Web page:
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  • Half of young gay and bisexual men with HIV in the United States are undiagnosed
  • Researchers modelled the clinical impact and cost of more frequent HIV testing
  • The study found that testing once every three months offered the best value for money

In the United States, research suggests that young men who have sex with men (YMSM; aged 13 to 24) account for 20% of new HIV diagnoses. Furthermore, research has found that more than 50% of YMSM with HIV are not aware of their infection status. Finding ways to increase awareness of HIV status is an important step toward better individual and societal health.

Researchers at Harvard University and elsewhere in the U.S. cooperated in conducting a computer simulation to explore the impact of different rates of HIV testing among YMSM. The researchers used a well-validated computer simulation. They were interested in assessing the effects of different rates of testing on the spread of HIV and assessing the impact of a positive diagnosis on entry to and engagement with care and treatment over the long term. The research team used data from previous studies to input for HIV sexual risk, estimated engagement in healthcare and so on.

The CDC recommends HIV testing at least once a year for people who are at high risk for HIV. However, research suggests that HIV testing among YMSM at high risk for HIV happens less often.

The researchers explored different rates of HIV testing, as follows:

  • less than once every 12 months
  • once every 12 months
  • once every six months
  • every three months


Compared to the current standard of HIV testing, more frequent rates of testing revealed more cases of new HIV infections earlier. This was shown by higher projected CD4+ cell counts at the time of diagnosis. Furthermore, as earlier HIV diagnosis is associated with less immunological injury, the computer simulation suggested that earlier treatment was linked to greater life expectancy.


All increased rates of HIV testing were associated with increased costs. However, the researchers stated that HIV testing every three months “offered the best value for money…accounting for the life expectancy gained and costs averted due to reduced onward transmission.”

Other issues

The researchers stated that their analysis underscored “opportunities for improved implementation of the current annual HIV screening recommendations.” By this they meant that if the current guidance from the Centers for Disease Control and Prevention (CDC) was more fully implemented, and more YMSM received the offer of HIV testing, then more infections would be diagnosed.

The researchers also stated that the implementation of HIV screening “relies on healthcare providers’ accurate assessment of sexual histories and patients’ disclosure. This may be difficult in practice: Among CDC-funded programs serving youth in 2015, YMSM received only 28% of HIV tests despite comprising 83% of new HIV diagnoses in the U.S.”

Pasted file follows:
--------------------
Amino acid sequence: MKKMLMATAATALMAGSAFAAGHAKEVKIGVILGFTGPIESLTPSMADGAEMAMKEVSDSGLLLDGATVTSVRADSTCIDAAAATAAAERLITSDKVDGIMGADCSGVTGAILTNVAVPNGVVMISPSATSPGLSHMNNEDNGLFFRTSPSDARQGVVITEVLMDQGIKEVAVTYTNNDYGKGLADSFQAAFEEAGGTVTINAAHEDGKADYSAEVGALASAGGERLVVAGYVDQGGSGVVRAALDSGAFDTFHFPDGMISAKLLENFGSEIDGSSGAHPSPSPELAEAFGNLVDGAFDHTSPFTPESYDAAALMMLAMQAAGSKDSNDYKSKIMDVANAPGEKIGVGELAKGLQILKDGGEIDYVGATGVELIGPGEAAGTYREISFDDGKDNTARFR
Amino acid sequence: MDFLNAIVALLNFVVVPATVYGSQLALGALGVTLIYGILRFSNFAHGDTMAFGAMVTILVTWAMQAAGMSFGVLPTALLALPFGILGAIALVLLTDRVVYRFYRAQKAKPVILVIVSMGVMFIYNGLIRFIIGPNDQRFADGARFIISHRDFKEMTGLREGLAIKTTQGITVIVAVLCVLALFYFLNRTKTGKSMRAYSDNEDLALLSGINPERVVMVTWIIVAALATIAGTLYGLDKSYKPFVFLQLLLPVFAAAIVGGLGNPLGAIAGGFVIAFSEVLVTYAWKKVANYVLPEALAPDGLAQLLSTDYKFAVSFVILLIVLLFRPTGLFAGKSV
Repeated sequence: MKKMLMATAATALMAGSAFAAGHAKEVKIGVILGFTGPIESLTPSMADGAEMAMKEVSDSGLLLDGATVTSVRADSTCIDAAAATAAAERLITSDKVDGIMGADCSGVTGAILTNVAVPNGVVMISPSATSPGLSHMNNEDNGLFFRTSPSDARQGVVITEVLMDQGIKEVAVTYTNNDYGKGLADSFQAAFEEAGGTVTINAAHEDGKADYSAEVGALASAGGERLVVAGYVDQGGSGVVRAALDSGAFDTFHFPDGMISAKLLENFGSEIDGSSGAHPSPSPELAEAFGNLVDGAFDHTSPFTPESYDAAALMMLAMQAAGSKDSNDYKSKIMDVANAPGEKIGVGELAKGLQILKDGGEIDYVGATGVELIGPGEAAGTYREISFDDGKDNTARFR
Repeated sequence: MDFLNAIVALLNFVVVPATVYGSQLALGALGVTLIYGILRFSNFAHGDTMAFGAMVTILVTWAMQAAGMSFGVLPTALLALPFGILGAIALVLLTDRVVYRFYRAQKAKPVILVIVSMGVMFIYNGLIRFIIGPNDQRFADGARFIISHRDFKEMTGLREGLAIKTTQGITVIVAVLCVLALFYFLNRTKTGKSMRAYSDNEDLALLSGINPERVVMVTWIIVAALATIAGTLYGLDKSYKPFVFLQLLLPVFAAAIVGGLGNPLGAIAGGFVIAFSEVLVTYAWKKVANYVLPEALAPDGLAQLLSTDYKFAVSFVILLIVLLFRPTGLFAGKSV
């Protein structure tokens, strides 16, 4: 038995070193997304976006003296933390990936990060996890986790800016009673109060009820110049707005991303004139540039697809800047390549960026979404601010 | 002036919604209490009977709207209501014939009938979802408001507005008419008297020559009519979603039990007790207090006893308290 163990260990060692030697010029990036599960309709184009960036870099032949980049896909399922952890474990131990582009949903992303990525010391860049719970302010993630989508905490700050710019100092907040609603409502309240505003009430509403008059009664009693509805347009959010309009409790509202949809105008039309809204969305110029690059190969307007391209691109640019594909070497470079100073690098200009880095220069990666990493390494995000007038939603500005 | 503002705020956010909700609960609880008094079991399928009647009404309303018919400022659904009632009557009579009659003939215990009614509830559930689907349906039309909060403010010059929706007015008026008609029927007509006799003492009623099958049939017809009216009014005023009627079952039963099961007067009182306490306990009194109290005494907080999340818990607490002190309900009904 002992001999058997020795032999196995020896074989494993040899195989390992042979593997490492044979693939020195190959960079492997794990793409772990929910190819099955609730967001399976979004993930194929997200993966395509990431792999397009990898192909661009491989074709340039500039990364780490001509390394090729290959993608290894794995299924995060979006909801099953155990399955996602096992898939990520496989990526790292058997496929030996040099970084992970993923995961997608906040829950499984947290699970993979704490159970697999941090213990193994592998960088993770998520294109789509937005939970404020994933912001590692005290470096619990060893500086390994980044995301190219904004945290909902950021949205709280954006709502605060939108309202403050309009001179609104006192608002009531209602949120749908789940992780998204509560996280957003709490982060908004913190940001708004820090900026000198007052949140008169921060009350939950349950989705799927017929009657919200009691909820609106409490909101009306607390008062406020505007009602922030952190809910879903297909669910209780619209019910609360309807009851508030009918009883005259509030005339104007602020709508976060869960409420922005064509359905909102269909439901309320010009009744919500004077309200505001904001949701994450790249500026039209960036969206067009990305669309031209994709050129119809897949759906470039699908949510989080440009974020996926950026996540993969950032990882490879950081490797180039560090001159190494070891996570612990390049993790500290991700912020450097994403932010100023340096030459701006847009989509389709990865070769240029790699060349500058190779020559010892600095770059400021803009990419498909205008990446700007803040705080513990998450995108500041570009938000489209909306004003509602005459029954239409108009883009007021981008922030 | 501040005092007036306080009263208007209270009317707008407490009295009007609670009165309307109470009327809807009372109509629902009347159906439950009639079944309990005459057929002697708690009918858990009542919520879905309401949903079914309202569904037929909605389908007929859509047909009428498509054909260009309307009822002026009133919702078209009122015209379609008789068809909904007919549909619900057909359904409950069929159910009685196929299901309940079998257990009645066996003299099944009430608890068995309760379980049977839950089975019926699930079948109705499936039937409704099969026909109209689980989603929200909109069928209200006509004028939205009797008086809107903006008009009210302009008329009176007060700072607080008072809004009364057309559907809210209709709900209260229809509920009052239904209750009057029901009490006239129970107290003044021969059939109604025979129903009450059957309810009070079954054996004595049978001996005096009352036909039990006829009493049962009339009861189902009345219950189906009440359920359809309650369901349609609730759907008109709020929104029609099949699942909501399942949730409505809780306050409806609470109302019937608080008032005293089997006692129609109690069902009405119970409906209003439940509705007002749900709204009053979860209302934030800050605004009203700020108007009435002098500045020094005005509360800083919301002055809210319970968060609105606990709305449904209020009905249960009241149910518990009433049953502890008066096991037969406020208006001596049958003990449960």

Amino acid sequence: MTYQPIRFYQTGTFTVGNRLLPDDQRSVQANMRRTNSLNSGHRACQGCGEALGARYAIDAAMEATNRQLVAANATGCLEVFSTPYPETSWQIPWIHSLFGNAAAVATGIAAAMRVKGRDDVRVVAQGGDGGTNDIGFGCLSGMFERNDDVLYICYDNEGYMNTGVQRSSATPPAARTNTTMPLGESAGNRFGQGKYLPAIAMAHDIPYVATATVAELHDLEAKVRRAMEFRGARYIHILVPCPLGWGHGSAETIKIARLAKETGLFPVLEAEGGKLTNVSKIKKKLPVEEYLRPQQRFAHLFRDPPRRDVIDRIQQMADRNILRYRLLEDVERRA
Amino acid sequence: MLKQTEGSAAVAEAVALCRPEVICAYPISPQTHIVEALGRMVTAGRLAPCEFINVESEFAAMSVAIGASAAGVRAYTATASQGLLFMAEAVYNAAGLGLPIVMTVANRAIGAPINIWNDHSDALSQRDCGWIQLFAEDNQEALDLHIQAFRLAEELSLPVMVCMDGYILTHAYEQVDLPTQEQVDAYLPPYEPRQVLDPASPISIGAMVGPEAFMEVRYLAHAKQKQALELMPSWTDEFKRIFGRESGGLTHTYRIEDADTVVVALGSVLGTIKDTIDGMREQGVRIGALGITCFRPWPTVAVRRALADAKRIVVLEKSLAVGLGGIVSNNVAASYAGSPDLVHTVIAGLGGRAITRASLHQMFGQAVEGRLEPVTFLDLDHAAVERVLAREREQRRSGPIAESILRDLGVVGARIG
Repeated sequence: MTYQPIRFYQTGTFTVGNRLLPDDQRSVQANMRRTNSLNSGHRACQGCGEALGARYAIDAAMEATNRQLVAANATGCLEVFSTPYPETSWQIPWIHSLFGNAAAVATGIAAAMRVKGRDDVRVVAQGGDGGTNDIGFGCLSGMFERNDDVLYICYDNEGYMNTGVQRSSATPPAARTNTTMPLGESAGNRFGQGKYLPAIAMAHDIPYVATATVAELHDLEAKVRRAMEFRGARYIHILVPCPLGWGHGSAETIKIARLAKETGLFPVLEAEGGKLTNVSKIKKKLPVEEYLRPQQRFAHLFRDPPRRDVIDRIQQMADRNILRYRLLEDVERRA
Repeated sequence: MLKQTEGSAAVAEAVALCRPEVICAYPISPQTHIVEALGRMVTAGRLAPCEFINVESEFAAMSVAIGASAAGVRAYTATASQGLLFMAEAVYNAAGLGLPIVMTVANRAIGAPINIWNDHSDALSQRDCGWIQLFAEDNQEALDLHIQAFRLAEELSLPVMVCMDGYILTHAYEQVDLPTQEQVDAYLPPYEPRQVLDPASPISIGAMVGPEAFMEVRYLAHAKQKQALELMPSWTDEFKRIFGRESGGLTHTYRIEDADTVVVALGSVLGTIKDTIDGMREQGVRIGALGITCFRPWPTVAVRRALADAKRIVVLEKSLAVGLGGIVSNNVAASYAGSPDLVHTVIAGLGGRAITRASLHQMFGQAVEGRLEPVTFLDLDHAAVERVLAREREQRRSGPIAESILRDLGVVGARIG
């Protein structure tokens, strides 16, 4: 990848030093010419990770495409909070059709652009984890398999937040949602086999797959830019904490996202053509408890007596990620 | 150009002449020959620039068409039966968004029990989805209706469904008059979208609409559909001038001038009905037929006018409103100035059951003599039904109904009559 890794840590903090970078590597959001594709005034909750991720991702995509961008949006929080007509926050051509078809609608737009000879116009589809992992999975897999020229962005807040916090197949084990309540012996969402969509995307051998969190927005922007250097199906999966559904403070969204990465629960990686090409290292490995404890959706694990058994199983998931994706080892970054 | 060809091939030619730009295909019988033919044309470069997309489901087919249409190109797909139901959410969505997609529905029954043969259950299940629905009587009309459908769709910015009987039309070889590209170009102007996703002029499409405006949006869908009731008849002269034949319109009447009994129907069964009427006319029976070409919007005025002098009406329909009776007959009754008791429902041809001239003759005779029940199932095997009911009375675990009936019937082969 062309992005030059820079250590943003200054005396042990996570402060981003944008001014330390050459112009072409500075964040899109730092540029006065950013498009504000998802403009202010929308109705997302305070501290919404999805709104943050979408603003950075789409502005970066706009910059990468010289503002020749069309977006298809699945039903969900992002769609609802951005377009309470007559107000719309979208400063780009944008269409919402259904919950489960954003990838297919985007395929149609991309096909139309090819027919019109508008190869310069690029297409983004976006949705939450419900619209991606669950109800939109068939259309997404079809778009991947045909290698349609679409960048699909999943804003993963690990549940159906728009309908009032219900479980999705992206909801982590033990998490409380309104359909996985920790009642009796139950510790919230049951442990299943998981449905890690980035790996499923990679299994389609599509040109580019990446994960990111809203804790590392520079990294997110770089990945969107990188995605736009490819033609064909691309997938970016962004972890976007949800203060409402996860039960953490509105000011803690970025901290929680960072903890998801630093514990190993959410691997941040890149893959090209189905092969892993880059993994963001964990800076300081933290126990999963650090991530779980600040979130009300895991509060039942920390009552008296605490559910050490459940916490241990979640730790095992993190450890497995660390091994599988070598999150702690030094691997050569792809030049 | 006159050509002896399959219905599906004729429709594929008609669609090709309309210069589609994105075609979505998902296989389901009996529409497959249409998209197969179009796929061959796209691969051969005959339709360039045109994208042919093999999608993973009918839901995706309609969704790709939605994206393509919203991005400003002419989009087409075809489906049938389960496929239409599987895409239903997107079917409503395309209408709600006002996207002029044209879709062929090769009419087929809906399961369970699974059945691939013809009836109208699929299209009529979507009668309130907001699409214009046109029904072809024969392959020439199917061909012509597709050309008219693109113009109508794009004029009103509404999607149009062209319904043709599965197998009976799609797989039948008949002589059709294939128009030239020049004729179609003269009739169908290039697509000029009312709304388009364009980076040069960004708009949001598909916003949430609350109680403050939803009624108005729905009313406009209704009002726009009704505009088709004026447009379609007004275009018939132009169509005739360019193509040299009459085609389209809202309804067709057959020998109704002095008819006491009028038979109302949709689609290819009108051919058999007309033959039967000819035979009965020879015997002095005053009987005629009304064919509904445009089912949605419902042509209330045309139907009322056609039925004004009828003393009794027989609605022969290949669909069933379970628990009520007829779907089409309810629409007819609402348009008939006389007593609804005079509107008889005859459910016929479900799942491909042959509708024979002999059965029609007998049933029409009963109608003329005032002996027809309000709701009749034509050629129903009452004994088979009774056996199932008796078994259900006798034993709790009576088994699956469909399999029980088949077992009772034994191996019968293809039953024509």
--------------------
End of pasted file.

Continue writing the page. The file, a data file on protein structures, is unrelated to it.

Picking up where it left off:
Nevertheless, the researchers stated that their findings should be used “to inform new CDC recommendations for more frequent screening in self-identified high-risk YMSM.”

It is noteworthy that three other computer simulations modelling data captured from studies of adult MSM at high risk for HIV have also found that HIV screening every three months would be cost effective in this population.

Youth-focused solutions

Professor Bruce Schackman, PhD, Cornell University, reviewed the findings from the computer simulation in a commentary in the journal Clinical Infectious Diseases. He noted the absence of HIV screening guidelines for YMSM. He also stated that HIV screening strategies for this population “need to take into account not only the benefits for YMSM, but also potentially different costs of reaching them.” He made the following points:

YMSM are less likely to have a regular source of healthcare compared to older MSM.

Only 28% of HIV-negative urban YMSM report participating in an individual or group-level HIV prevention program.

Existing HIV prevention programs may not effectively engage YMSM because they do not address their unique needs, including interventions that address the developmental context of emerging adulthood.

For the future

Much work lies ahead in developing and testing interventions around the offer of frequent HIV screening for YMSM. What’s more, HIV prevention programs for YMSM need to explore offers of and engagement with pre-exposure prophylaxis (PrEP).

–Sean R. Hosein


The HIV testing process – CATIE fact sheet

HIV testing technologies – CATIE fact sheet

Seven Ways to Prevent HIV – CATIE

8 Questions about PrEP for Guys – CATIE


  1. Neilan AM, Bulteel AJB, Hosek SG, et al. Cost-effectiveness of frequent HIV screening among high-risk young men who have sex with men in the United States. Clinical Infectious Diseases. 2020; in press.
  2. Schackman BR. The value and challenge of frequent HIV testing among young men who have sex with men in the United States. Clinical Infectious Diseases. 2020; in press.
  3. Branson BM, Handsfield HH, Lampe MA, et al. Revised recommendations for HIV testing of adults, adolescents, and pregnant women in health-care settings. MMWR Recommendations and Reports. 2006;55(RR-14):1-CE4. Available at: https://www.cdc.gov/mmwr/preview/mmwrhtml/rr5514a1.htm
  4. Nosyk B, Krebs E, Zang X, et al. ‘Ending the Epidemic’ will not happen without addressing racial/ethnic disparities in the US HIV epidemic. Clinical Infectious Diseases. 2020; in press.
  5. Marano M, Stein R, Song W, et al. HIV testing, linkage to HIV medical care, and interviews for partner services among black men who have sex with men – non-health care facilities, 20 Southern U.S. Jurisdictions, 2016. MMWR Morbidity and Mortality Weekly Report. 2018;67(28):778-781.